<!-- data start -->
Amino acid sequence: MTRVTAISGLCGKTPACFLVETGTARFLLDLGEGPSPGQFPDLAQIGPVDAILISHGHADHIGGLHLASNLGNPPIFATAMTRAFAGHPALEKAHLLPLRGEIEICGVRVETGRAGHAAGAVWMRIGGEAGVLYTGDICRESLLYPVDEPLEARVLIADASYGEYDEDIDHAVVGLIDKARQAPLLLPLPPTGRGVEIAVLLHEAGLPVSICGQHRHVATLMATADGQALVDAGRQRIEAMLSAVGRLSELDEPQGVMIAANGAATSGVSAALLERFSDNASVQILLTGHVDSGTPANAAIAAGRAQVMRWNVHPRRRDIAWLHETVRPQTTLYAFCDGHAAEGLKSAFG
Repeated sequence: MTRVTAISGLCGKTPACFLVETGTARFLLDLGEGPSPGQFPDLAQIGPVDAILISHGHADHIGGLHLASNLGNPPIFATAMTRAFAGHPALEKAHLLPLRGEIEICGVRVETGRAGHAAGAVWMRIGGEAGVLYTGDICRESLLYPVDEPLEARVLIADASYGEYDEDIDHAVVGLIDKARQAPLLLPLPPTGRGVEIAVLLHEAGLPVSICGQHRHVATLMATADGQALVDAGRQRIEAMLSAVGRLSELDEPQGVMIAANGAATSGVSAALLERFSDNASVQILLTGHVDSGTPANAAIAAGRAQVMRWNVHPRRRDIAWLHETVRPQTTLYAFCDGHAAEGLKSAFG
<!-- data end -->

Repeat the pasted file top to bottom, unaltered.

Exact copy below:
Amino acid sequence: MTRVTAISGLCGKTPACFLVETGTARFLLDLGEGPSPGQFPDLAQIGPVDAILISHGHADHIGGLHLASNLGNPPIFATAMTRAFAGHPALEKAHLLPLRGEIEICGVRVETGRAGHAAGAVWMRIGGEAGVLYTGDICRESLLYPVDEPLEARVLIADASYGEYDEDIDHAVVGLIDKARQAPLLLPLPPTGRGVEIAVLLHEAGLPVSICGQHRHVATLMATADGQALVDAGRQRIEAMLSAVGRLSELDEPQGVMIAANGAATSGVSAALLERFSDNASVQILLTGHVDSGTPANAAIAAGRAQVMRWNVHPRRRDIAWLHETVRPQTTLYAFCDGHAAEGLKSAFG
Repeated sequence: MTRVTAISGLCGKTPACFLVETGTARFLLDLGEGPSPGQFPDLAQIGPVDAILISHGHADHIGGLHLASNLGNPPIFATAMTRAFAGHPALEKAHLLPLRGEIEICGVRVETGRAGHAAGAVWMRIGGEAGVLYTGDICRESLLYPVDEPLEARVLIADASYGEYDEDIDHAVVGLIDKARQAPLLLPLPPTGRGVEIAVLLHEAGLPVSICGQHRHVATLMATADGQALVDAGRQRIEAMLSAVGRLSELDEPQGVMIAANGAATSGVSAALLERFSDNASVQILLTGHVDSGTPANAAIAAGRAQVMRWNVHPRRRDIAWLHETVRPQTTLYAFCDGHAAEGLKSAFG